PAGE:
If You Give Me More Helping Hands, Give Me More Cash

The idea of mandatory national service gets bandied about a lot, especially during presidential election years. This year it seemed to pop up more frequently due to the proposals for free college tuition being floated by some of the candidates. People were suggesting at the very least those who received free tuition needed to reciprocate in some fashion such as national service in the military, Peace Corps, Americorps, etc.

Last week a discussion held by a local public radio station on the pros and cons of mandatory service came across my social media feed. The host and his guests made a lot of good points about the cons, not the least of which is that people are supportive of the idea for younger people, but when you suggest a mandatory service of even one hour a month for all citizens, there is fierce resistance.

Most of the negative outcomes they mentioned were from the point of view of those who would be providing service. Something they overlooked was the fact that there is expense involved in administering a service program, regardless of whether the participants are being paid or not. This is true whether the service is military or civil. I am going to mostly address it from the civil side, but the basic factors are almost identical. This issue is overlooked pretty much everywhere I could find a national service discussion online.

Supervisory infrastructure, materials, equipment, space, facilities and dozens of other details are necessary if there are any expectations of a meaningful experience with meaningful outcomes from a mandatory service experience.

Mandatory service on a national or even state level can be a boon to the work that non-profits and other service organizations do, but it will require a significant increase in capacity building funding from some combination of governments and foundations. Otherwise having service workers becomes more of a hindrance than a help to an organization.

This issue needs to be raised a lot more emphatically when these ideas are discussed. Otherwise, people will be looking askance at the non-profit sector wondering how it could be screwing things up so badly when they were being provided with the service of 3 million high school graduates every year.

I think it is too easy to equate added labor with industrial productivity and revenue generation and see mandatory service as a boon to organizational sustainability. But very little work non-profit organizations do generates revenue. Being able to teach more children will require more space and instructional supplies. Being able to feed more homeless or elderly will require more food, vehicles and food preparation equipment. Being able to provide health services to people will require more space, medicine, diagnostic equipment.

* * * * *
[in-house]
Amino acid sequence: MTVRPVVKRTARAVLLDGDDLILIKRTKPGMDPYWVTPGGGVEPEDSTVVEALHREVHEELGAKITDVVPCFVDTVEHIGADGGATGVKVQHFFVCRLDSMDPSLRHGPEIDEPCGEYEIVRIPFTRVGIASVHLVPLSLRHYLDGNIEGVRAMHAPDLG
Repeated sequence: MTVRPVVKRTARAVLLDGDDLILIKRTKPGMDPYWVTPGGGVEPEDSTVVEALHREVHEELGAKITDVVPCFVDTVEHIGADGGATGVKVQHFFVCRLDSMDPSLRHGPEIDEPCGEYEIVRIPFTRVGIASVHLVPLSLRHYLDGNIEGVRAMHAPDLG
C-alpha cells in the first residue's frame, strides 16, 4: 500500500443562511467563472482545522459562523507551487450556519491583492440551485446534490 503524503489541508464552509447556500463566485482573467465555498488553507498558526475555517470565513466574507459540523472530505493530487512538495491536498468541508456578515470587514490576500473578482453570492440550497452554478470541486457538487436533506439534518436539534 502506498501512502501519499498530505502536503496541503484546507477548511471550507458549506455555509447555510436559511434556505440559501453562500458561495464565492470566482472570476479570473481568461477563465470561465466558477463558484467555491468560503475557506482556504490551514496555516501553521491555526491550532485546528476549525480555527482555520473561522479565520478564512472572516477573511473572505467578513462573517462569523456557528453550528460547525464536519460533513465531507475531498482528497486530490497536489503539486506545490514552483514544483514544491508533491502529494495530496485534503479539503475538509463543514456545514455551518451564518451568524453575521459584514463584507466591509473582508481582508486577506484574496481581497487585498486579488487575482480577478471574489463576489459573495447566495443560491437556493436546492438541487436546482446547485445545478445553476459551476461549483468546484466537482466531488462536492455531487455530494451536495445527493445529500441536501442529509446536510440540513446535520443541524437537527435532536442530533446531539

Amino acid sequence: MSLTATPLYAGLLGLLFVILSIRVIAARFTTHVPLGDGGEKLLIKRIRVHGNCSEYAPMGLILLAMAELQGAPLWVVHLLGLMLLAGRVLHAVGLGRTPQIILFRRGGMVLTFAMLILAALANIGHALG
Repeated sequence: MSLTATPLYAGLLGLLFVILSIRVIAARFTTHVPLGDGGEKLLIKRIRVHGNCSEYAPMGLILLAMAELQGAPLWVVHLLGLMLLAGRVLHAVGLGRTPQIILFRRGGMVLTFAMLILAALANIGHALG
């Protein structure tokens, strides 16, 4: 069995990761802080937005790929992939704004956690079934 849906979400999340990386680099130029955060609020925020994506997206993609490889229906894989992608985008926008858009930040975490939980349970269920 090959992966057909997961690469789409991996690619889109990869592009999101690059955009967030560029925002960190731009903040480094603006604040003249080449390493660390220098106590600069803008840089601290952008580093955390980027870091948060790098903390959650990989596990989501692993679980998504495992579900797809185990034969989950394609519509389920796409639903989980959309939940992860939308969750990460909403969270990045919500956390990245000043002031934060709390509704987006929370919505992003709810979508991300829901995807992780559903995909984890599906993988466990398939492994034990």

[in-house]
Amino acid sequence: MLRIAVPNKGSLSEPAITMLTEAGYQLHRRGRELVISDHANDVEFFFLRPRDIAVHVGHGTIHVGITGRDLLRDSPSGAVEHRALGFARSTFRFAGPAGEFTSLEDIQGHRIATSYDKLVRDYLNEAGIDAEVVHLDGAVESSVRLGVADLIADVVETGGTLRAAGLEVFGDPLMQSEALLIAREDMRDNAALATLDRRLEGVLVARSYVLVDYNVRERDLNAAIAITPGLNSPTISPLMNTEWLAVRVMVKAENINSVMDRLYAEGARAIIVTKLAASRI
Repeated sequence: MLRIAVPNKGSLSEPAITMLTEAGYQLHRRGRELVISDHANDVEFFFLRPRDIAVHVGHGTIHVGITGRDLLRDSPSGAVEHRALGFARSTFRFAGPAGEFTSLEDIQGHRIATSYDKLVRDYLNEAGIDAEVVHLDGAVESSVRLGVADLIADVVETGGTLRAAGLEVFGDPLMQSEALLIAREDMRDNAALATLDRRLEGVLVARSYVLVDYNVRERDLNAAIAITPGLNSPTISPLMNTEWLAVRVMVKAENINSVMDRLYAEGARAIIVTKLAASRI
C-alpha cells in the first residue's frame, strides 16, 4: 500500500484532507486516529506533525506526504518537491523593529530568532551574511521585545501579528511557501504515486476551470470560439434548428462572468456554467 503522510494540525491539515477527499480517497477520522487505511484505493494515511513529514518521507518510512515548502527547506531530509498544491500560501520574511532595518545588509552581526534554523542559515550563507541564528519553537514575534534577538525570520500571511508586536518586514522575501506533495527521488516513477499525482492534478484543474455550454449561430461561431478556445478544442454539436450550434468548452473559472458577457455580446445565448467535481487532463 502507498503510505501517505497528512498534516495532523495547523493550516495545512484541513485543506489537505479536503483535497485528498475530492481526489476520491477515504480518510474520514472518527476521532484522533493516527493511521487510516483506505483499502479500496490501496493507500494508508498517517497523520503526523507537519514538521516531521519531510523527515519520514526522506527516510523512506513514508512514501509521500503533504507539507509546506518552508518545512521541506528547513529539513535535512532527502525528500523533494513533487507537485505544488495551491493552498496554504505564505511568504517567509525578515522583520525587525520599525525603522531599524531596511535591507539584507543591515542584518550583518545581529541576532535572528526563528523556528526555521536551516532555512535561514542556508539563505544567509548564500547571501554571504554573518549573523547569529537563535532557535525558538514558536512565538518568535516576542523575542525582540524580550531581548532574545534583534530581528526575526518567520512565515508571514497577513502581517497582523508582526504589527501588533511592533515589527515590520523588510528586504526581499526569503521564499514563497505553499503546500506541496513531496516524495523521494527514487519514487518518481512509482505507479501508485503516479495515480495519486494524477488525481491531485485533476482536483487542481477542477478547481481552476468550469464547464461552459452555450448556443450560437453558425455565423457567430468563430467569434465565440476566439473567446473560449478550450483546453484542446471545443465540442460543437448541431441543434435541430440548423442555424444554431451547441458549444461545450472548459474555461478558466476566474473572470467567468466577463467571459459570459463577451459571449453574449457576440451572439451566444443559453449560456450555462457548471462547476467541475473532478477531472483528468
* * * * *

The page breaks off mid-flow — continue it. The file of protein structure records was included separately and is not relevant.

More capacity to do these things means more money than ever will be spent. Unfortunately, the organizations’ capacity to generate the money to cover these costs probably won’t increase a whit.

The only area in which I could see any sort of return on investment would be in terms of the old WPA type infrastructure projects. If you have people planting trees that can be harvested decades down the road, clearing/creating parks that can be used to generate revenue or gentrify an area to increase the tax base, then you might tie a tangible result to the service. However, a lot of the needed services have intangible results.

So yes, ultimately the nation would be more unified and healthier for having a stronger ethic of service. But getting there ain’t free.

About Joe Patti

I have been writing Butts in the Seats (BitS) on topics of arts and cultural administration since 2004 (yikes!). Given the ever evolving concerns facing the sector, I have yet to exhaust the available subject matter. In addition to BitS, I am a founding contributor to the ArtsHacker (artshacker.com) website where I focus on topics related to boards, law, governance, policy and practice.

I am also an evangelist for the effort to Build Public Will For Arts and Culture being helmed by Arts Midwest and the Metropolitan Group. (http://www.creatingconnection.org/about/)

My most recent role was as Executive Director of the Grand Opera House in Macon, GA.

Among the things I am most proud are having produced an opera in the Hawaiian language and a dance drama about Hawaii's snow goddess Poli'ahu while working as a Theater Manager in Hawaii. Though there are many more highlights than there is space here to list.


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